Stewart Penney/LONDON

Lockheed Martin has pushed back the first flight of the X-35B short take-off/vertical landing (STOVL) version of its Joint Strike Fighter until early June.

Tom Burbage, Lockheed Martin executive vice president JSF, says that the delay has been caused primarily because Pratt &Whitney needs to complete an accelerated maturity test (AMT) of the JSF119 powerplant. The AMT is critical to receive clearance to fly the X-35B. Initial flight had been expected in April.

Before the X-35B flies it will complete a series of tethered tests attached to a balance for force and moment measurements and a number of low hover tests - known as press-ups - that are expected to kick off in late April/early May.

Burbage says eight weeks have been allocated for AMT, although it could take half this time if all goes well. Meanwhile, Lockheed Martin is seeking clearance for a series of tests in the middle of the flight envelope. These are considered low risk compared with STOVL operations. Starting these trials earlier would allow the inclusion of additional flight data in the proposal to be delivered to the US Department of Defense by mid-August.

The Lockheed Martin executive says that by the end of January the engine had run for around 300h, while more than 200 engagements of the clutch - which links the main propulsion engine to the lift fan drive shaft - had been completed.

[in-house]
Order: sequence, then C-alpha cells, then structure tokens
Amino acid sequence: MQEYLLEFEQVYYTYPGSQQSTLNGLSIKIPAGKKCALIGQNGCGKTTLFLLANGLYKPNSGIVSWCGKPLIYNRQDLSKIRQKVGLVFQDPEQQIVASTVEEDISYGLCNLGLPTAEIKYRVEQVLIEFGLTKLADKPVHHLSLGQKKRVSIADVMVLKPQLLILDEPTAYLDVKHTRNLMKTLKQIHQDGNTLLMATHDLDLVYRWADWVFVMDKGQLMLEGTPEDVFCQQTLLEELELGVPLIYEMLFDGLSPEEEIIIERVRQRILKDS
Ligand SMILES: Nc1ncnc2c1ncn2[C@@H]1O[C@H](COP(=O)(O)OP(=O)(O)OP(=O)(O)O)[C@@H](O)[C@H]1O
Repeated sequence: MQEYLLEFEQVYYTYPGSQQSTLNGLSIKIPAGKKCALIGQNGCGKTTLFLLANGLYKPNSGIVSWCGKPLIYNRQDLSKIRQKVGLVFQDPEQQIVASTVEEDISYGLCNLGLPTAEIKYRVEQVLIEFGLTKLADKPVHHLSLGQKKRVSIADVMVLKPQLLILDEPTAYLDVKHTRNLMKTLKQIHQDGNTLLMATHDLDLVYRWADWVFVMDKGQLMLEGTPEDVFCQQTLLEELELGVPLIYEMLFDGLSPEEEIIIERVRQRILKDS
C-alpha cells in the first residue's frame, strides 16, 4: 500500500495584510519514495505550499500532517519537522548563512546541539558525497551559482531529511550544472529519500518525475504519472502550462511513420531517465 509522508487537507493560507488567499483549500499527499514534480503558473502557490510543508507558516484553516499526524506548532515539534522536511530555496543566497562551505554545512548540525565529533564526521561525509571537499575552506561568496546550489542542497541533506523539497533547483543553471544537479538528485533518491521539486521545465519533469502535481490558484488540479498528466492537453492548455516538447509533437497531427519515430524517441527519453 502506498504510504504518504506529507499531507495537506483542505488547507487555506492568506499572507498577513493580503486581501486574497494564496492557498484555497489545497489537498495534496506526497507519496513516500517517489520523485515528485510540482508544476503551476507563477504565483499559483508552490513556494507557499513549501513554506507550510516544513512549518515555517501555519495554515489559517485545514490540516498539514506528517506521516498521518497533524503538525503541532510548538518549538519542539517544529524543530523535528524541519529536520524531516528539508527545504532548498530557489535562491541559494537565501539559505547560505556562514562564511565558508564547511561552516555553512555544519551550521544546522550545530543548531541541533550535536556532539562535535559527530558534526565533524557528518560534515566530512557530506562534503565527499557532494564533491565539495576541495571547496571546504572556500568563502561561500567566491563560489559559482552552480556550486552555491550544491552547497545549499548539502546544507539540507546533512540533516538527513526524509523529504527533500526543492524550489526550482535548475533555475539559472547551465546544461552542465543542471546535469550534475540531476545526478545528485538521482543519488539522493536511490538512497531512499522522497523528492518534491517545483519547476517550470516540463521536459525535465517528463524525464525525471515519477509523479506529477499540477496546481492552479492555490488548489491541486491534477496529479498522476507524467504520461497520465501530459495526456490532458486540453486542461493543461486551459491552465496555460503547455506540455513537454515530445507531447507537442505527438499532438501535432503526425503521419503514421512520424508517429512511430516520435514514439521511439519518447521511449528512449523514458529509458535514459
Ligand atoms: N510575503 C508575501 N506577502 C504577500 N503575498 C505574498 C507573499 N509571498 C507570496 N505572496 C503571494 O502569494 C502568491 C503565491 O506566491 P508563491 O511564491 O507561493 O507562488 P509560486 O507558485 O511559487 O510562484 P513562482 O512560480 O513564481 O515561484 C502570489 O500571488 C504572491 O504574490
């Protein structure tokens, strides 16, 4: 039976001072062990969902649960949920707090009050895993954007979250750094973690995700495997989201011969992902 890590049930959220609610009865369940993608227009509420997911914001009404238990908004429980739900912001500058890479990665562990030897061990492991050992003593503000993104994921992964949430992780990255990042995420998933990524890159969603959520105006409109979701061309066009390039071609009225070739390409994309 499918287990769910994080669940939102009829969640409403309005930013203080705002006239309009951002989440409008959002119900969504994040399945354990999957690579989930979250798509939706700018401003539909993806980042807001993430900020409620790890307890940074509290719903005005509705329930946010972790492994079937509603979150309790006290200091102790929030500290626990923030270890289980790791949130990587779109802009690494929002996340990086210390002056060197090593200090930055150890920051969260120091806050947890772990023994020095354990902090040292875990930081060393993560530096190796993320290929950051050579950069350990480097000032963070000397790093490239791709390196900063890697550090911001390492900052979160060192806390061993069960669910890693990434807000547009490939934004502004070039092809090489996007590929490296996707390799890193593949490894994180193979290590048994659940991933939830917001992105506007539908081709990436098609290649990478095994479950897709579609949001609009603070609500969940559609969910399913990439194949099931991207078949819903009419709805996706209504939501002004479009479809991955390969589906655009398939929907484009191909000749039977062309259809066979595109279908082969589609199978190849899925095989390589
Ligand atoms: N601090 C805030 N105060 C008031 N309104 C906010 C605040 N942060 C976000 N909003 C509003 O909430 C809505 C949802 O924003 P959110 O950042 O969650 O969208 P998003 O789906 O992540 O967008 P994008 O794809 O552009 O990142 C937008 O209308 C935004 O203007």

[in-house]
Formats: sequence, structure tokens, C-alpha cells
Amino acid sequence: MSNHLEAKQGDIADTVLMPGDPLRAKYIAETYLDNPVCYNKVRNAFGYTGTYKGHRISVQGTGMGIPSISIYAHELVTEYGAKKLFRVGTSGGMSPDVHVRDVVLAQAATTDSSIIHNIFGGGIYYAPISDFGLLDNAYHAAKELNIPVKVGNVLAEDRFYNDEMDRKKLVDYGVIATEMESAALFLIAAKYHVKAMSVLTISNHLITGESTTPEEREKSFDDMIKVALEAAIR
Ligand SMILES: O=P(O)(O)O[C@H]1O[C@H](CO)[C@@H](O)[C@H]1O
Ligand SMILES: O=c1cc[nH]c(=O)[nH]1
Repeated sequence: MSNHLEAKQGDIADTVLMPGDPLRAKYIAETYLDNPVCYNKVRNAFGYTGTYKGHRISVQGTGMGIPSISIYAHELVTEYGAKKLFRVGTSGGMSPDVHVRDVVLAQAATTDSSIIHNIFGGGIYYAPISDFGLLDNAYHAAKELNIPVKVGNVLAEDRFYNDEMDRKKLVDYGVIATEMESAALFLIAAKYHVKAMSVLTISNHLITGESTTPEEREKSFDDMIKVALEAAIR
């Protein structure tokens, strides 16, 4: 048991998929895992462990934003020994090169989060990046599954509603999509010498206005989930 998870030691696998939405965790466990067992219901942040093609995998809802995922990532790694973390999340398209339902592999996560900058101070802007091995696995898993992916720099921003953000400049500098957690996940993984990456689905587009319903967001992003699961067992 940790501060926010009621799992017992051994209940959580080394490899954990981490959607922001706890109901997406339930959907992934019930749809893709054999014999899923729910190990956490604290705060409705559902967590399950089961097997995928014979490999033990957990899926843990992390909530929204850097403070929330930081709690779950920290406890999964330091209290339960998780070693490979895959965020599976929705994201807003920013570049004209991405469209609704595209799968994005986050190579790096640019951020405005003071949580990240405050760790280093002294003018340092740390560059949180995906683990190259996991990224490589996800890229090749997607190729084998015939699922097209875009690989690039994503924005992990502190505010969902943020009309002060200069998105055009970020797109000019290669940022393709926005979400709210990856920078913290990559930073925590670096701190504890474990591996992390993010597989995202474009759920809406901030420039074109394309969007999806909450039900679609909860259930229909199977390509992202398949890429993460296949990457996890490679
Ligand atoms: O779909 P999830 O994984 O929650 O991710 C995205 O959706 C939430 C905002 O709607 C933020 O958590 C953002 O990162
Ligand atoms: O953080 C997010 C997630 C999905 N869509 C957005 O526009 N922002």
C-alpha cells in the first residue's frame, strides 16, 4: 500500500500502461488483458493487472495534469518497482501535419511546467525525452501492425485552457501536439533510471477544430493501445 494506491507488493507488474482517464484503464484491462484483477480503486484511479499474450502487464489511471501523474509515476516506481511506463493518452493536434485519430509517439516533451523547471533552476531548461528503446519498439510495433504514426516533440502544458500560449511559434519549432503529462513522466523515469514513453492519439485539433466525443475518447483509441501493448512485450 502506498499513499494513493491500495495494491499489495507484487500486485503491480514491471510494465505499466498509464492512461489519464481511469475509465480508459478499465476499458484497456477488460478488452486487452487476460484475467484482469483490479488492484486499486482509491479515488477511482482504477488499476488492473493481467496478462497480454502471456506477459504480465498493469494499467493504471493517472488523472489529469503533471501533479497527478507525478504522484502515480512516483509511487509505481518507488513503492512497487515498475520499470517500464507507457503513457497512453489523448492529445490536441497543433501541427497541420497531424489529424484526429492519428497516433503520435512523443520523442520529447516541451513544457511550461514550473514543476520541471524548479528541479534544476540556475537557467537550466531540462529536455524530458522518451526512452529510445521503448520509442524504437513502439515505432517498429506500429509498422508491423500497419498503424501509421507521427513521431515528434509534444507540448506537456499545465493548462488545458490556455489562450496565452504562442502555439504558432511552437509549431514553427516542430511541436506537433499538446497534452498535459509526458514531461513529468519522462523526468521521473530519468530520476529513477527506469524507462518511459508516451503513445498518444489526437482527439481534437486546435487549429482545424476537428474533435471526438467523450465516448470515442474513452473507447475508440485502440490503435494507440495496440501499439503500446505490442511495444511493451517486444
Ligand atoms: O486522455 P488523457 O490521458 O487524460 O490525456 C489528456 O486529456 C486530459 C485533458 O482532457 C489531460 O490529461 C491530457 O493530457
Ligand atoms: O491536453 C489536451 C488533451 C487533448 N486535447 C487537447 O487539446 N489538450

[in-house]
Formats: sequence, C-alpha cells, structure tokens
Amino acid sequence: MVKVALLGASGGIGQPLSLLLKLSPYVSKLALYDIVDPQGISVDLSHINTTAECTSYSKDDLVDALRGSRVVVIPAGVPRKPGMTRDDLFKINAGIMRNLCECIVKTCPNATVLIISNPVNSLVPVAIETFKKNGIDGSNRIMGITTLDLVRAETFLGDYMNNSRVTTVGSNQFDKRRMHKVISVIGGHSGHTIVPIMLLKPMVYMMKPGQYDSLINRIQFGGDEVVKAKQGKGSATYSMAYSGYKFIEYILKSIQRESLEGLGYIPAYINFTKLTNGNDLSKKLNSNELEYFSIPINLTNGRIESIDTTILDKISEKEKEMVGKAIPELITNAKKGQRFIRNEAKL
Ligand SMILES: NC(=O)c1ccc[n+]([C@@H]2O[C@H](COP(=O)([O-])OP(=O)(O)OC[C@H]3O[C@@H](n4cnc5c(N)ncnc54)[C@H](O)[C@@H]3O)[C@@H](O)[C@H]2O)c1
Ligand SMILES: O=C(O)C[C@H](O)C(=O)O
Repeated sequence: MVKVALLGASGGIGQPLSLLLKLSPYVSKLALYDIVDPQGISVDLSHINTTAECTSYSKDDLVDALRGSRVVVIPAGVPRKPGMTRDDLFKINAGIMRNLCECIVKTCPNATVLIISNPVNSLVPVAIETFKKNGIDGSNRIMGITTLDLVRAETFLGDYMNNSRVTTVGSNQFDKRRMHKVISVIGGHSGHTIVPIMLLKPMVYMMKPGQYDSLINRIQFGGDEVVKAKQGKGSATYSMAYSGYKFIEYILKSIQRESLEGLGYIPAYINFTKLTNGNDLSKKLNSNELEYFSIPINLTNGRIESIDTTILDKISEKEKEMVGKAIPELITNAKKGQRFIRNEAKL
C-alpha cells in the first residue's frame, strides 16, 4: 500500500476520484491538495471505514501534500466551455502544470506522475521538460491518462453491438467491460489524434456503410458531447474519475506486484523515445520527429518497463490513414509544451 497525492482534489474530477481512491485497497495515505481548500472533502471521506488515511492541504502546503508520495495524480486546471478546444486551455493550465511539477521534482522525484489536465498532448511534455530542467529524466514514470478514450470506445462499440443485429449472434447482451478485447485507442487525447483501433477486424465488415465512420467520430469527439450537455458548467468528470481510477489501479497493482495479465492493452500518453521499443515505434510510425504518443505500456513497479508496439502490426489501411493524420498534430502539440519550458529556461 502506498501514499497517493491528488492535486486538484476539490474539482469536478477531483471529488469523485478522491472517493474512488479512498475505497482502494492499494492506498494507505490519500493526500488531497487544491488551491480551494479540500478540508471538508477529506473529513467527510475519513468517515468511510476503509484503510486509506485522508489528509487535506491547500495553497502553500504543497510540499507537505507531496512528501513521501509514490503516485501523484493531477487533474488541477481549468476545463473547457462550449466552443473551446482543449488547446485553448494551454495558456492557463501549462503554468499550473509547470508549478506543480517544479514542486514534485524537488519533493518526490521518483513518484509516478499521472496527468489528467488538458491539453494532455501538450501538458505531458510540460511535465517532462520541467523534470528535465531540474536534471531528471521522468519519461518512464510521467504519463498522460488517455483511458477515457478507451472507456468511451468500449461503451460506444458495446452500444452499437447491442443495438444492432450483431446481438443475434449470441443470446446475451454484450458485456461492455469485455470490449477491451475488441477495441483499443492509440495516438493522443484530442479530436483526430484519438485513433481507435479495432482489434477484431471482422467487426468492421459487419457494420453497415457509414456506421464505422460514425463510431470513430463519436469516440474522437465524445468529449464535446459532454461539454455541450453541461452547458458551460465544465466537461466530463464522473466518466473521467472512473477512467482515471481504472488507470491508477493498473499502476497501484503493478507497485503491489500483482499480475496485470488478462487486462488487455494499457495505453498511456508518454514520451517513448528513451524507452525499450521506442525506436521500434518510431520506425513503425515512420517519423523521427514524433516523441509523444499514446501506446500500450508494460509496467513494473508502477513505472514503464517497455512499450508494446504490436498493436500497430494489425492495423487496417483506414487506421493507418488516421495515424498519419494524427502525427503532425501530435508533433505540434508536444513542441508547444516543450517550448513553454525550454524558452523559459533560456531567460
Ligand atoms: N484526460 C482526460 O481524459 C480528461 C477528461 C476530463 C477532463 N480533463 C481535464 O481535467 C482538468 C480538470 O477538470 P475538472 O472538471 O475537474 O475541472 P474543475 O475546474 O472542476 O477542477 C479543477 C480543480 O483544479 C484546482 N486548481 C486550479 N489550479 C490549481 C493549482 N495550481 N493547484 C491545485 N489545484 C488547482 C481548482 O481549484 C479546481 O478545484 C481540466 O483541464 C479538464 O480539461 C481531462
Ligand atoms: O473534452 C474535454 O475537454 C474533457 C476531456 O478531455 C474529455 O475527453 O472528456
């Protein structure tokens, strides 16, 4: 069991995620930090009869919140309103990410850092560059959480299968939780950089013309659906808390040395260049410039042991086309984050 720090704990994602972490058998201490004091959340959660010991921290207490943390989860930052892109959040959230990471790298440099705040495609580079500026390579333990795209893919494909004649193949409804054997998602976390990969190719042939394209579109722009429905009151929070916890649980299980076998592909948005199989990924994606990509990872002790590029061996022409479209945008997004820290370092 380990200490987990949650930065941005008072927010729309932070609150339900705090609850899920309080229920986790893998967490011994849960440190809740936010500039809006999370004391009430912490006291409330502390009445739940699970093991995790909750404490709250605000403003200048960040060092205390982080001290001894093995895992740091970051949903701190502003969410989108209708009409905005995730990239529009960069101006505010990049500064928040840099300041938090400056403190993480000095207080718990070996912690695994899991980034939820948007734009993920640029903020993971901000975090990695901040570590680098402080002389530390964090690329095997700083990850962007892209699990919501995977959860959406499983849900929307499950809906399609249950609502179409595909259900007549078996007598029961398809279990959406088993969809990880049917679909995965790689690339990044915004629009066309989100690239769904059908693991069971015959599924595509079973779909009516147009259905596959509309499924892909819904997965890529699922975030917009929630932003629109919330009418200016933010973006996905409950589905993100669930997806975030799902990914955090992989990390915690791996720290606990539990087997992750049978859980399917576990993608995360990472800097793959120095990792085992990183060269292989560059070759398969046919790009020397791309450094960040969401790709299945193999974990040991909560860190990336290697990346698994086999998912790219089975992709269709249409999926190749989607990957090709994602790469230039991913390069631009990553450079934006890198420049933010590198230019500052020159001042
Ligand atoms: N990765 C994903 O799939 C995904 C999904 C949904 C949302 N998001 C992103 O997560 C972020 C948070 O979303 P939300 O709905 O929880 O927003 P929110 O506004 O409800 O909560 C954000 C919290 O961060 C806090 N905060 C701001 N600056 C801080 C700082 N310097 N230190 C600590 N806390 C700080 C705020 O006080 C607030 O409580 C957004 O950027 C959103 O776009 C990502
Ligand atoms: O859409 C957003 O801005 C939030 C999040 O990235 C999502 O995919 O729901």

Burbage says that earlier problems with the lift fan have been overcome by developing a running-in procedure for the system so that bearings and other mechanical components can bed down.

For the engineering and manufacturing development (EMD) aircraft, Burbage says Lockheed Martin and its team have reviewed the "engineering hardware" and identified "simplifications" to improve the systems.

The X-35C carrier version is soon to fly to the US Navy's Patuxent River test centre to start 30 days of trials.

Boeing and Lockheed Martin are due to submit their EMD proposals to the DoD on 8 February. After a six-to-eight week bid evaluation, a series of questions will be issued and possibly direction to modify the proposals. Final proposals are due around 15 August with selection expected to take four weeks.

Contract negotiations are expected to stretch into early 2002, although Burbage says work is on-going to shrink the time between selection and contract signature.

Source: Flight International